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Caryophyllaceae

(Pinks & Carnations)

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The Caryophyllaceae is a family 88 genera and 3000 species of flowering herbs with a few shrubby genera. Most members of the Caryophyllaceae are non-succulent. Those featured below are succulent exceptions. Stem nodes are characteristically swollen and leaves usually simple and opposite. The Caryophyllaceae is distributed through temperate worldwide, although most of the species are in the Northern hemisphere.
 
Unlike other families in the Order Caryophyllales, plants in the Caryophyllaceae have anthocyanin not betalain pigments. They are thought to have evolved from ancestral species with betalains.
 
Species in Dianthus (Pinks, Carnations), Lychnis and Silene (Campions) are grown as garden plants. Many species of Dianthus are sweetly perfumed. Dianthus is of economic importance for the cut flower industry.

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Honckenya  Linnaeus 1753

is a monotypic genus for Honckenya peploides, a widely distributed plant of coastal margins.

 
Honckenya peploides
Honckenya peploides

Honckenya peploides  Linnaeus 1753 (Sea Sandwort)
is a widely-distributed succulent plant with fleshy leaves, that grows on Atlantic and Pacific beach margins around the Northern hemisphere, tolerating salt spray and Arctic cold. Small white flowers are followed by brown domed seed capsules. Roots grow very deep into the substrate. The plant is said to be edible as a pot-herb or pickled.
 
Upper left: On a shingle beach at Littlehampton, West Sussex, UK.
 
Lower left: At Hengistbury Head, Dorset, England.

Silene  Linnaeus 1753 (Pinks, Campions and Catch-Flies)

A family of around 700 species, mostly herbaceous but including several compact, free-flowering species whose showy white, bright pink or red flowers are of value in the garden. The sticky stems of some species trap insects giving rise to the common name. Other Silenes are desirable cushion-forming alpines and just a few have succulent leaves or roots.

Silene acaulis cv. FrancesSilene acaulis cv. Frances

Silene acaulis cv. "Frances"  Jacquin 1762 (Moss Campion)
A succulent member of a mostly non-succulent genus. The plants form a mound of tiny rosettes with fleshy triangular leaves. Underneath the mound of leaves is a substantial tap-root. The flowers on the Southern side of each cushion develop first, followed by those on the opposite side. The small pink flowers have 5 petals with slightly notched blunt ends.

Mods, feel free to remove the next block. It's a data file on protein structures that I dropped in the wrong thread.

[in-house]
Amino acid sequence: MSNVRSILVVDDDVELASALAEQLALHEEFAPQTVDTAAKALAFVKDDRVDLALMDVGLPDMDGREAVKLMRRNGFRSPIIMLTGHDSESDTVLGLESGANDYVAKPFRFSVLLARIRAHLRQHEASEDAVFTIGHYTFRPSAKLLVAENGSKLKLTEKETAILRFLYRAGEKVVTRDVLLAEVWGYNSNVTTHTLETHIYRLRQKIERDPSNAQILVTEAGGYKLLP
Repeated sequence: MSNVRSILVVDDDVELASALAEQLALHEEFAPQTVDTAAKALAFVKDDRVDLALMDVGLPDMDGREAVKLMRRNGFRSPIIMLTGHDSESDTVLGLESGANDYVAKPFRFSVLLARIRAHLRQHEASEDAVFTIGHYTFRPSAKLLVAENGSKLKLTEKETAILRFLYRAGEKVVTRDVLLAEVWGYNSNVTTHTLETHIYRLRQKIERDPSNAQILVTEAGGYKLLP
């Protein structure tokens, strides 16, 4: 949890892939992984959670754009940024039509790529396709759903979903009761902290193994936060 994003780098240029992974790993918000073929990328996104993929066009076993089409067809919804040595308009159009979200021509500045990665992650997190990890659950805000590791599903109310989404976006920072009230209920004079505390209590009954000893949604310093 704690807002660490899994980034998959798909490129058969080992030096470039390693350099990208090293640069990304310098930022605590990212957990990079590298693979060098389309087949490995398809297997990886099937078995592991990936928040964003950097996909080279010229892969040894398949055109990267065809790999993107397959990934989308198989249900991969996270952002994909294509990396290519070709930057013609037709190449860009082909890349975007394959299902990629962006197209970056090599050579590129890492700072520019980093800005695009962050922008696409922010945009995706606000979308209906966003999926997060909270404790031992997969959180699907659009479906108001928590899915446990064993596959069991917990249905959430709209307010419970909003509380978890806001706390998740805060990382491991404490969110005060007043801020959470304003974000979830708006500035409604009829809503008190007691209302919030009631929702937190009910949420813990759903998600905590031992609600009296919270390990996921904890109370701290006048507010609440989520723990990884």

Silene acaulis is distributed across the Arctic and high mountains of Eurasia including Great Britain, Faroe Islands, Iceland, Greenland and down the Rocky Mountains of North America to Mexico, usually growing among rocks and gravel. However, the species exhibits considerable variation with numerous sub-species described.
 
   Silene acaulis ssp. acaulis from Arctic N. America has stubby short leaves as depicted above.
   Silene acaulis ssp. subacaulescens from the Rocky Mountains into Mexico is a less compact plant with longer, narrower leaves, and larger flowers.
 
This succulent plant has been used for food but, as it contains saponins, significant consumption is probably best avoided. Being native to cold terrains, it is hard to grow in warm conditions.

Spergularia  Linnaeus 1753 (Sea-Spurreys and Sand-Spurrys)

The genus Spergularia includes around 60 species of small prostrate herbs and sub-shrubs often found on coastal margins and other salty places. Fleshy succulent leaves are a common adaptation to difficult salty environments. Flowers are white to deep pink.

Spergularia marina

Spergularia marina  (L.) Besser 1822 (Lesser Sea Spurry)
An annual plant with smaller flowers and generally more compact overall appearance compared with S. media. Petals are a little smaller than sepals.
 
Photo: Hengistbury Head, Dorset, England..

Spergularia mediaSpergularia media

Spergularia media  (L.) Presl 1826 (Lesser Sea Spurry)
A mat-forming perennial plant of salt-marshes and coastal margins but may also be found inland in salty places. Fleshy, opposite, lanceolate leaves are distributed along reddish stems. Tiny pink flowers with golden stamens are produced in Summer. Petals are a little larger than sepals. Widely distributed around the world.
 
Photos: Chesil Beach, Dorset, England..